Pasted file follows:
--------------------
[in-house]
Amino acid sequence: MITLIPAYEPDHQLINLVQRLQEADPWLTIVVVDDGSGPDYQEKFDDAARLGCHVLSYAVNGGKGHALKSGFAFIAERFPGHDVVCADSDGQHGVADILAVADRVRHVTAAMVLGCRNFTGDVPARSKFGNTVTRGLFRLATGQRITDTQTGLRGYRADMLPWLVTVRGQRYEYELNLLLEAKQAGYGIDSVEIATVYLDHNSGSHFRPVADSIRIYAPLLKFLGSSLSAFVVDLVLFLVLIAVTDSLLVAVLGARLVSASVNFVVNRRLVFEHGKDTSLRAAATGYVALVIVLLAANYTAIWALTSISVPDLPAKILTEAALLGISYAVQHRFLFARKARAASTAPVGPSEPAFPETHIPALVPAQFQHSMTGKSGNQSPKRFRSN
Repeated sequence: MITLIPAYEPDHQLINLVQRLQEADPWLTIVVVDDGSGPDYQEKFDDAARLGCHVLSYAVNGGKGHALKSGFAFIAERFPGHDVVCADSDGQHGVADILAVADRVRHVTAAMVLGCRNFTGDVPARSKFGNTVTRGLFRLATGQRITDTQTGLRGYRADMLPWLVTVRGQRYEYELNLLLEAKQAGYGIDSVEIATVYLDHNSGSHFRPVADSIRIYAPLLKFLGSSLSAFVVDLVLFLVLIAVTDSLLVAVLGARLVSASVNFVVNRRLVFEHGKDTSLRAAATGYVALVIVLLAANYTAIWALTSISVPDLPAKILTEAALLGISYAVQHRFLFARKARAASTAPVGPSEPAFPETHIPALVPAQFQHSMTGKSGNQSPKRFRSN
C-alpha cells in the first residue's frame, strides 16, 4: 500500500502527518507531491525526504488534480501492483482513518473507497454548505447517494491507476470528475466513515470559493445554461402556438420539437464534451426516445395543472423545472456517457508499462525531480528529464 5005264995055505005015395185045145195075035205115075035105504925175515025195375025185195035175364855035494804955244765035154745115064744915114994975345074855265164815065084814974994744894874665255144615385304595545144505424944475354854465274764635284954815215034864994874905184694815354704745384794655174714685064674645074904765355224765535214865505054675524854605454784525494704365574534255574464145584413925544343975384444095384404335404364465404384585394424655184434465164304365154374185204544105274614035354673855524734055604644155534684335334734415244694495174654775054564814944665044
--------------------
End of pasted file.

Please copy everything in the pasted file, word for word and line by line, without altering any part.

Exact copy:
[in-house]
Amino acid sequence: MITLIPAYEPDHQLINLVQRLQEADPWLTIVVVDDGSGPDYQEKFDDAARLGCHVLSYAVNGGKGHALKSGFAFIAERFPGHDVVCADSDGQHGVADILAVADRVRHVTAAMVLGCRNFTGDVPARSKFGNTVTRGLFRLATGQRITDTQTGLRGYRADMLPWLVTVRGQRYEYELNLLLEAKQAGYGIDSVEIATVYLDHNSGSHFRPVADSIRIYAPLLKFLGSSLSAFVVDLVLFLVLIAVTDSLLVAVLGARLVSASVNFVVNRRLVFEHGKDTSLRAAATGYVALVIVLLAANYTAIWALTSISVPDLPAKILTEAALLGISYAVQHRFLFARKARAASTAPVGPSEPAFPETHIPALVPAQFQHSMTGKSGNQSPKRFRSN
Repeated sequence: MITLIPAYEPDHQLINLVQRLQEADPWLTIVVVDDGSGPDYQEKFDDAARLGCHVLSYAVNGGKGHALKSGFAFIAERFPGHDVVCADSDGQHGVADILAVADRVRHVTAAMVLGCRNFTGDVPARSKFGNTVTRGLFRLATGQRITDTQTGLRGYRADMLPWLVTVRGQRYEYELNLLLEAKQAGYGIDSVEIATVYLDHNSGSHFRPVADSIRIYAPLLKFLGSSLSAFVVDLVLFLVLIAVTDSLLVAVLGARLVSASVNFVVNRRLVFEHGKDTSLRAAATGYVALVIVLLAANYTAIWALTSISVPDLPAKILTEAALLGISYAVQHRFLFARKARAASTAPVGPSEPAFPETHIPALVPAQFQHSMTGKSGNQSPKRFRSN
C-alpha cells in the first residue's frame, strides 16, 4: 500500500502527518507531491525526504488534480501492483482513518473507497454548505447517494491507476470528475466513515470559493445554461402556438420539437464534451426516445395543472423545472456517457508499462525531480528529464 5005264995055505005015395185045145195075035205115075035105504925175515025195375025185195035175364855035494804955244765035154745115064744915114994975345074855265164815065084814974994744894874665255144615385304595545144505424944475354854465274764635284954815215034864994874905184694815354704745384794655174714685064674645074904765355224765535214865505054675524854605454784525494704365574534255574464145584413925544343975384444095384404335404364465404384585394424655184434465164304365154374185204544105274614035354673855524734055604644155534684335334734415244694495174654775054564814944665044